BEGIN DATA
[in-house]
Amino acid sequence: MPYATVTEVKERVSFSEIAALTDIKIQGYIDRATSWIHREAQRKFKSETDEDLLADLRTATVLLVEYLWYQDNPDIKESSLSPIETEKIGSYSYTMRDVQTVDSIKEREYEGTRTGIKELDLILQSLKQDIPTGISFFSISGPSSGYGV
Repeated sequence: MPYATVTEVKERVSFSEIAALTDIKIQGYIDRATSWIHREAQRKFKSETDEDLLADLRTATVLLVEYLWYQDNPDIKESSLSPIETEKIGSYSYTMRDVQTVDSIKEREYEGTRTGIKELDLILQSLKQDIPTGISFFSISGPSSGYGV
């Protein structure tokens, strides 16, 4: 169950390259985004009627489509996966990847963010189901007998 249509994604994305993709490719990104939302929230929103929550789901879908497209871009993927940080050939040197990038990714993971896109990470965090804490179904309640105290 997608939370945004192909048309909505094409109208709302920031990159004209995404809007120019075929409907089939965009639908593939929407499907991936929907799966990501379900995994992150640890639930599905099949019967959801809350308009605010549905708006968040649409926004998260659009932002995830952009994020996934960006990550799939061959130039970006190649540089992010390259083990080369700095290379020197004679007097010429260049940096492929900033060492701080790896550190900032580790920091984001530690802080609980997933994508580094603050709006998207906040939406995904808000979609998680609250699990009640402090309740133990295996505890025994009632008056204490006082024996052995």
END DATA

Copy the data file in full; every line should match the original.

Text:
[in-house]
Amino acid sequence: MPYATVTEVKERVSFSEIAALTDIKIQGYIDRATSWIHREAQRKFKSETDEDLLADLRTATVLLVEYLWYQDNPDIKESSLSPIETEKIGSYSYTMRDVQTVDSIKEREYEGTRTGIKELDLILQSLKQDIPTGISFFSISGPSSGYGV
Repeated sequence: MPYATVTEVKERVSFSEIAALTDIKIQGYIDRATSWIHREAQRKFKSETDEDLLADLRTATVLLVEYLWYQDNPDIKESSLSPIETEKIGSYSYTMRDVQTVDSIKEREYEGTRTGIKELDLILQSLKQDIPTGISFFSISGPSSGYGV
């Protein structure tokens, strides 16, 4: 169950390259985004009627489509996966990847963010189901007998 249509994604994305993709490719990104939302929230929103929550789901879908497209871009993927940080050939040197990038990714993971896109990470965090804490179904309640105290 997608939370945004192909048309909505094409109208709302920031990159004209995404809007120019075929409907089939965009639908593939929407499907991936929907799966990501379900995994992150640890639930599905099949019967959801809350308009605010549905708006968040649409926004998260659009932002995830952009994020996934960006990550799939061959130039970006190649540089992010390259083990080369700095290379020197004679007097010429260049940096492929900033060492701080790896550190900032580790920091984001530690802080609980997933994508580094603050709006998207906040939406995904808000979609998680609250699990009640402090309740133990295996505890025994009632008056204490006082024996052995």